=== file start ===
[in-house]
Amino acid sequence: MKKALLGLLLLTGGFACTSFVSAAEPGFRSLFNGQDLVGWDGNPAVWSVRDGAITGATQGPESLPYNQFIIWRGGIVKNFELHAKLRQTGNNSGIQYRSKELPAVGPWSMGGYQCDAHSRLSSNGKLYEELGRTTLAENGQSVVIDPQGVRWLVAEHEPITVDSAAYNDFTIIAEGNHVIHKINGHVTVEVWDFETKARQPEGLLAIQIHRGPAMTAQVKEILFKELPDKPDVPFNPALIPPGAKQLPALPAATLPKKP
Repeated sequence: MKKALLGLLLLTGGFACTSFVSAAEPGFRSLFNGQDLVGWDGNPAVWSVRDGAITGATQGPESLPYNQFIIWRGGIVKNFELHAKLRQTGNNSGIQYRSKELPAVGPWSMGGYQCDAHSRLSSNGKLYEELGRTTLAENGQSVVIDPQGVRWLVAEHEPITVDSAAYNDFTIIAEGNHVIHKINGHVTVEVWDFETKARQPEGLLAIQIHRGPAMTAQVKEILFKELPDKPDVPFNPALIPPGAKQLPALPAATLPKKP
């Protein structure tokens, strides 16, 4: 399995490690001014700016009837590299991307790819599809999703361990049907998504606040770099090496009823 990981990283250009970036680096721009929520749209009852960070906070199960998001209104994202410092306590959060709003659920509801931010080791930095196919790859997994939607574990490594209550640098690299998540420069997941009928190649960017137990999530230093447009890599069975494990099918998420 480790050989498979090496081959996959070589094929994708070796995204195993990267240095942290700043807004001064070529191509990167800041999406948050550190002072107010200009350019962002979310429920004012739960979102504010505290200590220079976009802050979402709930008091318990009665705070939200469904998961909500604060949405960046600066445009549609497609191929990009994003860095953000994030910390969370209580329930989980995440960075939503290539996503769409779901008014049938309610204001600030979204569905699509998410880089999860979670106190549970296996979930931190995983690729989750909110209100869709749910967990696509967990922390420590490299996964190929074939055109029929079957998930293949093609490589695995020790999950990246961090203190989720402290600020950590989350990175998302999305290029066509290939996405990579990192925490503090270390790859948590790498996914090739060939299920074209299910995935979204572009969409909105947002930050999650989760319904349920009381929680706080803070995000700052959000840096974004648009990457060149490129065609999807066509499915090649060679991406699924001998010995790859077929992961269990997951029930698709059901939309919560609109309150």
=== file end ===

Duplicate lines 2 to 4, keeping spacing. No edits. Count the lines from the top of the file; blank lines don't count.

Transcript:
Amino acid sequence: MKKALLGLLLLTGGFACTSFVSAAEPGFRSLFNGQDLVGWDGNPAVWSVRDGAITGATQGPESLPYNQFIIWRGGIVKNFELHAKLRQTGNNSGIQYRSKELPAVGPWSMGGYQCDAHSRLSSNGKLYEELGRTTLAENGQSVVIDPQGVRWLVAEHEPITVDSAAYNDFTIIAEGNHVIHKINGHVTVEVWDFETKARQPEGLLAIQIHRGPAMTAQVKEILFKELPDKPDVPFNPALIPPGAKQLPALPAATLPKKP
Repeated sequence: MKKALLGLLLLTGGFACTSFVSAAEPGFRSLFNGQDLVGWDGNPAVWSVRDGAITGATQGPESLPYNQFIIWRGGIVKNFELHAKLRQTGNNSGIQYRSKELPAVGPWSMGGYQCDAHSRLSSNGKLYEELGRTTLAENGQSVVIDPQGVRWLVAEHEPITVDSAAYNDFTIIAEGNHVIHKINGHVTVEVWDFETKARQPEGLLAIQIHRGPAMTAQVKEILFKELPDKPDVPFNPALIPPGAKQLPALPAATLPKKP
């Protein structure tokens, strides 16, 4: 399995490690001014700016009837590299991307790819599809999703361990049907998504606040770099090496009823 990981990283250009970036680096721009929520749209009852960070906070199960998001209104994202410092306590959060709003659920509801931010080791930095196919790859997994939607574990490594209550640098690299998540420069997941009928190649960017137990999530230093447009890599069975494990099918998420 480790050989498979090496081959996959070589094929994708070796995204195993990267240095942290700043807004001064070529191509990167800041999406948050550190002072107010200009350019962002979310429920004012739960979102504010505290200590220079976009802050979402709930008091318990009665705070939200469904998961909500604060949405960046600066445009549609497609191929990009994003860095953000994030910390969370209580329930989980995440960075939503290539996503769409779901008014049938309610204001600030979204569905699509998410880089999860979670106190549970296996979930931190995983690729989750909110209100869709749910967990696509967990922390420590490299996964190929074939055109029929079957998930293949093609490589695995020790999950990246961090203190989720402290600020950590989350990175998302999305290029066509290939996405990579990192925490503090270390790859948590790498996914090739060939299920074209299910995935979204572009969409909105947002930050999650989760319904349920009381929680706080803070995000700052959000840096974004648009990457060149490129065609999807066509499915090649060679991406699924001998010995790859077929992961269990997951029930698709059901939309919560609109309150």